Sunday, December 28, 2008

28 hours to Northrend

My Death Knight hit 68 after 28 hours of /played time, mostly questing and a few instances here and there. I did about 250 quests and leveled pretty much exclusively in three zones (Hellfire Peninsula, Zangarmarsh and Nagrand). And I didn't even complete any of these zones.

The bottom line is that Blizzard did really cut down on the time to level, and I'm actually quite excited at the prospect of taking my plate AOE machine through the Northrend grind (third time).

At this point, I'm even seriously considering making her my main, but I'll save that for another post.

Monday, December 22, 2008

Death Knights for Dummies

With things tapering off on my main (who is now pretty much only raiding and doing reputation dailies), I decided to give this Death Knight thing a serious try.

I played the DK starter areas twice (in the beta and in the live game) and I came out unimpressed both times.  The class felt a bit awkward to me and if seemed to me that Blizzard was trying to create something different and ended up creating something complex.

As it turns out, while rich in lore and fun quests, the DK starting area is actually a very poor testing ground to unleash all the entertainment that the Death Knight class can deliver, and it took me a few hours in Hellfire Peninsula to realize that.  I am now 62 and I am having a lot of fun with my Knight.

The first thing that impresses me about Death Knights is that they are pretty much AOE machines wearing plate.  

Anything within ten yards of a competent DK is taking tons of damages under different forms.  I predict that they will become as good at trash AOE tanking as Paladins.  Remember these times when your character is barely handling two mobs above your level, a third one joins in and you think "Crap.  Corpse run incoming"?  Well, with a Death Knight, not only do I actually look forward to that, but I sometimes Death Grip one from afar because otherwise, some of my DPS is going to waste.

Oh and I usually finish the fight with at least half, if not all, of my health.  I'm talking about a 62 DK handling 3-4 mobs that are two levels above, here.  And by handling, I really mean "meleeing".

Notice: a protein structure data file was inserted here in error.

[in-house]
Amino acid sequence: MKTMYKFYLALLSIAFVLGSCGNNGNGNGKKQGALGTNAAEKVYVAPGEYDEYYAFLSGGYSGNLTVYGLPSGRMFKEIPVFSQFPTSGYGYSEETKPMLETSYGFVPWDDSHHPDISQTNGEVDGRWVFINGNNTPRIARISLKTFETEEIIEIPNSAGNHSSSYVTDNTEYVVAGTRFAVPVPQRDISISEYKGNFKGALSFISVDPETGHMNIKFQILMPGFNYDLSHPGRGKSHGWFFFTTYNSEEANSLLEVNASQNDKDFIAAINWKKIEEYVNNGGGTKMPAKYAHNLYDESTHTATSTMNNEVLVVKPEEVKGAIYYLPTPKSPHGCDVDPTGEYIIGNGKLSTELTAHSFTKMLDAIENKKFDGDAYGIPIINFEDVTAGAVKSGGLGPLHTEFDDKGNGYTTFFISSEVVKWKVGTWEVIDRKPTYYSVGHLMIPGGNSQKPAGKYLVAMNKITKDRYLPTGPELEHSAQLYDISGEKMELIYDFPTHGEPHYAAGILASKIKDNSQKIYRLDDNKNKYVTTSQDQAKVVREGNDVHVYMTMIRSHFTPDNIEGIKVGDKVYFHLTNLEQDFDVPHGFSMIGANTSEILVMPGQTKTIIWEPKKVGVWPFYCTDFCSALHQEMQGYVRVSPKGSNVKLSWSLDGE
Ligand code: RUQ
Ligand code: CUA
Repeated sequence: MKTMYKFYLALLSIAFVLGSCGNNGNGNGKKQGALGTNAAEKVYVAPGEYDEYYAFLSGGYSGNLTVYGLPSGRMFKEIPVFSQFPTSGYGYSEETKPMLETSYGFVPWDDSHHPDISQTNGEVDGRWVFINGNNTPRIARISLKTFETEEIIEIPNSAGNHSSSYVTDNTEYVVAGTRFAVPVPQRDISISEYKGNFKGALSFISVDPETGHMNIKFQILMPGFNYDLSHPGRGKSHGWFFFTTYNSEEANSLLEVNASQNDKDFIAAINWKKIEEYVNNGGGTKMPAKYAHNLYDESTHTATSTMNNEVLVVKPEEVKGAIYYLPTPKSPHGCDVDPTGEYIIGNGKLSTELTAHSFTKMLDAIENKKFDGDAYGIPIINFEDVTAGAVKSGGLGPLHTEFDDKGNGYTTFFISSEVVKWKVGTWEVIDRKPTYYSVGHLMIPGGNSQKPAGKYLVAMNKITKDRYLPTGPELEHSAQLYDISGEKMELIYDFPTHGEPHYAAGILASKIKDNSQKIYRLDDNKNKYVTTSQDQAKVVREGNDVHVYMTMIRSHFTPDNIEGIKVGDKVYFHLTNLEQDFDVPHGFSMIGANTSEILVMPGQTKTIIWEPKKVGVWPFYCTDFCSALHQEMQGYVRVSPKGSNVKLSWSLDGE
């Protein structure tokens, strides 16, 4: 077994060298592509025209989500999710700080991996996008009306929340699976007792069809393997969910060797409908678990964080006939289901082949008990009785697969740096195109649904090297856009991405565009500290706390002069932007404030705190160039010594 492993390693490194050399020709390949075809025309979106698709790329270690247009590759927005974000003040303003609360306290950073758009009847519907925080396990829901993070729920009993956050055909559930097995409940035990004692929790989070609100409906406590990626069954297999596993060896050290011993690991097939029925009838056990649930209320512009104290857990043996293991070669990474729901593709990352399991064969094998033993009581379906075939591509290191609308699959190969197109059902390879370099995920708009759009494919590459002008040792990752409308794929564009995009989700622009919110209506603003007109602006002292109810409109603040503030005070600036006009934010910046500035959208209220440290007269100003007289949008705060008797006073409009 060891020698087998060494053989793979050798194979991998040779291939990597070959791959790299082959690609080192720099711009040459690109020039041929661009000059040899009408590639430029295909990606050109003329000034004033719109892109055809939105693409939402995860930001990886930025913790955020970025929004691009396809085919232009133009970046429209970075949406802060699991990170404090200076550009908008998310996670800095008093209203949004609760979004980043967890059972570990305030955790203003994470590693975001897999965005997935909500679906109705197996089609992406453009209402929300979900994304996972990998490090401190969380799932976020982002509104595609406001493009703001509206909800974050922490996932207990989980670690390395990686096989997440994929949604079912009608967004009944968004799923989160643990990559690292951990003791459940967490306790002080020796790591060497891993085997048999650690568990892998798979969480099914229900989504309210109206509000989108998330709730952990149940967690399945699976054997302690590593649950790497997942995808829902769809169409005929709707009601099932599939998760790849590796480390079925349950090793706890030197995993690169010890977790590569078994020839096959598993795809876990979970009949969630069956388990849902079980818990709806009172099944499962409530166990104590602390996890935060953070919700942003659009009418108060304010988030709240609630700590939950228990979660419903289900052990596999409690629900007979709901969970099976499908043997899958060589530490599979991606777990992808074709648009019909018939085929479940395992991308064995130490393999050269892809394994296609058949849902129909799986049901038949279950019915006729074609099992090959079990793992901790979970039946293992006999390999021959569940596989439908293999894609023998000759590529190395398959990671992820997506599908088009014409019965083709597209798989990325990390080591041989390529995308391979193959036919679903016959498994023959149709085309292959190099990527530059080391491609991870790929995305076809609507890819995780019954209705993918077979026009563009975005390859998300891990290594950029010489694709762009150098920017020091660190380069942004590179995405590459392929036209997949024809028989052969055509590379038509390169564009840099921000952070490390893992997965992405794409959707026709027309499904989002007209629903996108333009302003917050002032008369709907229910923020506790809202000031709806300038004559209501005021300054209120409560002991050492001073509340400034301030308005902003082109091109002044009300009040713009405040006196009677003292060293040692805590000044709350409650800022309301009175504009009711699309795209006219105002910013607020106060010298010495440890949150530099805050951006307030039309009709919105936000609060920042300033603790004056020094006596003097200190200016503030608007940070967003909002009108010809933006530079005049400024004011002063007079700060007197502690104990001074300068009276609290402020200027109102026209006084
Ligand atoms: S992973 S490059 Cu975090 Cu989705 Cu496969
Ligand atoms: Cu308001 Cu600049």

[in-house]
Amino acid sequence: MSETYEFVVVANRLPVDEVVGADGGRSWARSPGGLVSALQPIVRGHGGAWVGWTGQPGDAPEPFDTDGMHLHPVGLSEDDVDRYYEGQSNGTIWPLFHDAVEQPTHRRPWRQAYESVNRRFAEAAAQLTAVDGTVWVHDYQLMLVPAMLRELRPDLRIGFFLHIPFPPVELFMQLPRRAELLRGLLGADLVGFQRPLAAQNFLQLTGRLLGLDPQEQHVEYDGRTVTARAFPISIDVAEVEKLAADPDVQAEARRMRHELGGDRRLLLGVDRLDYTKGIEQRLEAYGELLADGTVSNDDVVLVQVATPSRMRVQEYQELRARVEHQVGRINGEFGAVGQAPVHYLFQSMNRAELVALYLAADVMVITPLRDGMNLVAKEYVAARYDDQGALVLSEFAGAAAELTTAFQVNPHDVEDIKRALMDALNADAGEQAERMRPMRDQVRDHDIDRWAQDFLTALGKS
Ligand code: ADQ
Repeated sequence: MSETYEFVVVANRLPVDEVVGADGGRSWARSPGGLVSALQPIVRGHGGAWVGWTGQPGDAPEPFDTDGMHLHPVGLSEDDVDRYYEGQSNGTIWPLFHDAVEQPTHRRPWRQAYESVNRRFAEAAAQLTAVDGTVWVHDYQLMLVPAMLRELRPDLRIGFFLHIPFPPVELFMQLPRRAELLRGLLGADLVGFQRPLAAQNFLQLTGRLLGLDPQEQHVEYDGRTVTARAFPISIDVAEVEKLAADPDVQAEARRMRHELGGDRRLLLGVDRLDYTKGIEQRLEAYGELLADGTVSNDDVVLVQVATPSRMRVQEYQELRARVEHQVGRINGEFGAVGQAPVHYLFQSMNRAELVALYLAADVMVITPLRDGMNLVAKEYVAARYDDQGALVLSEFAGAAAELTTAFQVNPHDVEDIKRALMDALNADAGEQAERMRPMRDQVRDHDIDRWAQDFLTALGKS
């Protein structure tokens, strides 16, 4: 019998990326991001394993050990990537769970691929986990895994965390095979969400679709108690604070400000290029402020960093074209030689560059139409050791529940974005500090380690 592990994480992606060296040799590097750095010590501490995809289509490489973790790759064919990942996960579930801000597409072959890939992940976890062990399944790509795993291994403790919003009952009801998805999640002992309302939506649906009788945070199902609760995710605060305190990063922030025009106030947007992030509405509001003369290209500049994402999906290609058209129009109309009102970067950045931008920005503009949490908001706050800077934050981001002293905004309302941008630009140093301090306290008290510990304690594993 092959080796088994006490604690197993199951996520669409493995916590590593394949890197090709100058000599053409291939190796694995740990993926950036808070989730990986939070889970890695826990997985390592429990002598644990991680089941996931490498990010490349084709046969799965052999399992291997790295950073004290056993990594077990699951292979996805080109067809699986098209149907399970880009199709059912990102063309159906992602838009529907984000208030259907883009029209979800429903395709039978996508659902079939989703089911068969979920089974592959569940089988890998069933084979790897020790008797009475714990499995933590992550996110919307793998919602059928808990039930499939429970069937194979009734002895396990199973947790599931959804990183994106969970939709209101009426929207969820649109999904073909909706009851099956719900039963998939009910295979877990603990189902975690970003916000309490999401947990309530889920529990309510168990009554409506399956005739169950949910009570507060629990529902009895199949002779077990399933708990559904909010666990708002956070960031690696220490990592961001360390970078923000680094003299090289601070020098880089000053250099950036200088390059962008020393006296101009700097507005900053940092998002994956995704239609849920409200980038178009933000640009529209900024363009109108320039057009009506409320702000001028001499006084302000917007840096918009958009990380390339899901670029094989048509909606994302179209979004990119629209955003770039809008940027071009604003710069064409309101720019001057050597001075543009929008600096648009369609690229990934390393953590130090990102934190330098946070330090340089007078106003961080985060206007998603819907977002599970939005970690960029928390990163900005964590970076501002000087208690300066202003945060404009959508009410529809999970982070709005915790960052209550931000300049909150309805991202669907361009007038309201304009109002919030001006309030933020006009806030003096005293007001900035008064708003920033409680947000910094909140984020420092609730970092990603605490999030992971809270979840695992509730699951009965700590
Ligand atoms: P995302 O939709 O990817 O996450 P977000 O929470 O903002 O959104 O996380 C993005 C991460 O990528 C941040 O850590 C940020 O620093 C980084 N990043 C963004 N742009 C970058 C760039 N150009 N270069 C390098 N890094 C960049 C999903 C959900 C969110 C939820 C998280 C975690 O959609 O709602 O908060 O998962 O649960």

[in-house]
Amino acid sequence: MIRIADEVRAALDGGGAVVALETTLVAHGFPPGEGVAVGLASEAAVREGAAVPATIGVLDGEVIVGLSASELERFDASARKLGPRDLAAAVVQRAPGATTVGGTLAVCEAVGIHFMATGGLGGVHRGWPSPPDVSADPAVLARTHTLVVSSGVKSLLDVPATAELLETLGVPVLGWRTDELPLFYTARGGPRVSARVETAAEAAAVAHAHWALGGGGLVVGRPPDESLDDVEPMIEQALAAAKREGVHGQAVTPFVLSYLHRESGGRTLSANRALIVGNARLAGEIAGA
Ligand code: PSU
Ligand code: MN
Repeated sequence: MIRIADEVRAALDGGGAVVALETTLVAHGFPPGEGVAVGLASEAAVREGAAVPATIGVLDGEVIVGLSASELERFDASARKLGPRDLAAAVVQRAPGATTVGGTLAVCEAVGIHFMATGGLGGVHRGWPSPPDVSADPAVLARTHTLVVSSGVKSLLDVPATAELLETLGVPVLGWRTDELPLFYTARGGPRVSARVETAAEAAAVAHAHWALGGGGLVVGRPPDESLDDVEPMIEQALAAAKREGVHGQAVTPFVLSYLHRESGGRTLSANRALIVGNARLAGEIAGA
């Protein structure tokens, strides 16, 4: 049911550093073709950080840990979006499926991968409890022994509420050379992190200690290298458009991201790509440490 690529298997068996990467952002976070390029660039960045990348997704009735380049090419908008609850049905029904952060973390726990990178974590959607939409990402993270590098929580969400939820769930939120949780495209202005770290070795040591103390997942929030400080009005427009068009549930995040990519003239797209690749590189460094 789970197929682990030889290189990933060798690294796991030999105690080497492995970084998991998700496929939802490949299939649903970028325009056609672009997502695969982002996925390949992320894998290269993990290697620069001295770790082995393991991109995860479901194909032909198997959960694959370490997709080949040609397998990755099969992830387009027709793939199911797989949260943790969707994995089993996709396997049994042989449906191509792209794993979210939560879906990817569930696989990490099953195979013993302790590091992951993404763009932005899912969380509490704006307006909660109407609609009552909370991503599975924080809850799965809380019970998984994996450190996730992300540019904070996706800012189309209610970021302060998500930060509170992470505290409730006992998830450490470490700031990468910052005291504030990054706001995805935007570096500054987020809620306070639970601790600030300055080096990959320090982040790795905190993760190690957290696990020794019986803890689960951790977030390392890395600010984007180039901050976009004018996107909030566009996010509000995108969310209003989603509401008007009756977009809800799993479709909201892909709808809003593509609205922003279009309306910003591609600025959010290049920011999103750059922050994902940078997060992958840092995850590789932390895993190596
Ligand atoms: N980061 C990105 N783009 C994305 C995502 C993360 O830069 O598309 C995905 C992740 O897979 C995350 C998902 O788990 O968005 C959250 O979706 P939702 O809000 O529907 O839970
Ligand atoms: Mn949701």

The mechanics of the class is complex and prone to a lot of exploration, so I most likely don't have everything down here, but here is what I have found out so far.  The overall idea is to put as many diseases as you can on one mob, spread it with Pestilence and then pick various finishers depending on the situation.  While leveling, you don't really need to worry about renewing diseases since the mobs will be dead by the time the first diseases expire.

It usually goes a bit like this (if a line starts with (aoe), it means I'm fighting several mobs, which is what I try to do most of the time).
  • (aoe) Death and Decay
  • Icy Touch, Plague Strike (to put two diseases on a target)
  • Pestilence (spreads the diseases to all mobs with a cool graphic effect)
  • (aoe) Blood Boil (not quite sure this is really useful since only the current target affected by disease will be hit hard, the others will only feel a little sting)
  • If I'm taking damage, Death Strike (which heals me, but doesn't hurt much), otherwise Blood Strike (which hurts more)
  • When the mob is about to die, Obliterate (which does a lot of damage but also consumes a disease)
  • Interspersed in all this, Death Coil, as Runic Power becomes available
All these abilities deal little damage when taken separately, but when you see them compounded with each other, groups of mobs fall like flies.  Of course, the ghoul is also dealing a reasonable amount of damage and I reassign it to various mobs based on the health bars I see on the screen.

As a data point, my 62 DK was able to solo all the giants that roam in the Northwestern area of the Hellfire Peninsula.  While this is unlikely to impress hunters and warlocks, you need to keep in mind that the DK is actually meleeing the elite the entire time.  There is no fearing or using a pet to take the punishment for you (your pet ghoul doesn't have any aggro retaining abilities, so you usually send it in first, but as soon as you engage, the mob will turn its full attention to you).

Elite soloing in a nutshell:
  • Use Frost Presence (Death Knights' tanking aura).
  • Cast Bone Armor and wait for a minute before engaging, so you can cast a second one during the fight.
  • Be ready to cast Icebound Fortitude (Death Knights' "oh crap" button) if things go bad, but I actually never had to
  • Use your regular AOE spells when adds appear (Death and Decay, Pestilence, etc...).
At 62, my DK has about half of her original blue starter gear and half Outland green gear, so all of the above is based on abilities alone and not overgear. 

As for add-ons, I installed Magic Runes, but I barely use it, for a couple of reasons: